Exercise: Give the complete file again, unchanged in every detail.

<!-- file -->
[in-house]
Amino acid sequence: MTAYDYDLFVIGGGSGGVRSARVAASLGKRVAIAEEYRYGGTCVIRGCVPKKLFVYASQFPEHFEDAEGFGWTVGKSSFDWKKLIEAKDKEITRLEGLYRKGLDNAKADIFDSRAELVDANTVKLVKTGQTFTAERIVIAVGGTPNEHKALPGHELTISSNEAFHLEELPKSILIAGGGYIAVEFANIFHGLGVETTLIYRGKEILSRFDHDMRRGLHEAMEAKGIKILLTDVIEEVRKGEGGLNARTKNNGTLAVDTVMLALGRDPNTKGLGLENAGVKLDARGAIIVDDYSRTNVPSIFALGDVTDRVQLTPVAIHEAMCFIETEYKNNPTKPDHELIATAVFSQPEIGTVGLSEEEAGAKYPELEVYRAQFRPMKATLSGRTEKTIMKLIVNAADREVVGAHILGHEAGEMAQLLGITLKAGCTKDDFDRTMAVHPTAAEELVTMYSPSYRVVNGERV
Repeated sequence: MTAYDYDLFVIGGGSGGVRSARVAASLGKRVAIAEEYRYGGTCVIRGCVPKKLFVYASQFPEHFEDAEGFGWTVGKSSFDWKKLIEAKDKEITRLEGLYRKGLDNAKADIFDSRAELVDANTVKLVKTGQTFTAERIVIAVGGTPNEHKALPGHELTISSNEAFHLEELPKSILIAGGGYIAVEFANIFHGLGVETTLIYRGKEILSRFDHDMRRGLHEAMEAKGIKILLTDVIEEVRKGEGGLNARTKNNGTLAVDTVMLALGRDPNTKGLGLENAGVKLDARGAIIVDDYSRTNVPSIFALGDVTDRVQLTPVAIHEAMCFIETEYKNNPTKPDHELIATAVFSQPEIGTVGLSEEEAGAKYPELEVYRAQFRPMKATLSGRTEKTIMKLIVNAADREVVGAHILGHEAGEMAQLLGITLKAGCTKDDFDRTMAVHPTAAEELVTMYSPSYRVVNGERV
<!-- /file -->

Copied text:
[in-house]
Amino acid sequence: MTAYDYDLFVIGGGSGGVRSARVAASLGKRVAIAEEYRYGGTCVIRGCVPKKLFVYASQFPEHFEDAEGFGWTVGKSSFDWKKLIEAKDKEITRLEGLYRKGLDNAKADIFDSRAELVDANTVKLVKTGQTFTAERIVIAVGGTPNEHKALPGHELTISSNEAFHLEELPKSILIAGGGYIAVEFANIFHGLGVETTLIYRGKEILSRFDHDMRRGLHEAMEAKGIKILLTDVIEEVRKGEGGLNARTKNNGTLAVDTVMLALGRDPNTKGLGLENAGVKLDARGAIIVDDYSRTNVPSIFALGDVTDRVQLTPVAIHEAMCFIETEYKNNPTKPDHELIATAVFSQPEIGTVGLSEEEAGAKYPELEVYRAQFRPMKATLSGRTEKTIMKLIVNAADREVVGAHILGHEAGEMAQLLGITLKAGCTKDDFDRTMAVHPTAAEELVTMYSPSYRVVNGERV
Repeated sequence: MTAYDYDLFVIGGGSGGVRSARVAASLGKRVAIAEEYRYGGTCVIRGCVPKKLFVYASQFPEHFEDAEGFGWTVGKSSFDWKKLIEAKDKEITRLEGLYRKGLDNAKADIFDSRAELVDANTVKLVKTGQTFTAERIVIAVGGTPNEHKALPGHELTISSNEAFHLEELPKSILIAGGGYIAVEFANIFHGLGVETTLIYRGKEILSRFDHDMRRGLHEAMEAKGIKILLTDVIEEVRKGEGGLNARTKNNGTLAVDTVMLALGRDPNTKGLGLENAGVKLDARGAIIVDDYSRTNVPSIFALGDVTDRVQLTPVAIHEAMCFIETEYKNNPTKPDHELIATAVFSQPEIGTVGLSEEEAGAKYPELEVYRAQFRPMKATLSGRTEKTIMKLIVNAADREVVGAHILGHEAGEMAQLLGITLKAGCTKDDFDRTMAVHPTAAEELVTMYSPSYRVVNGERV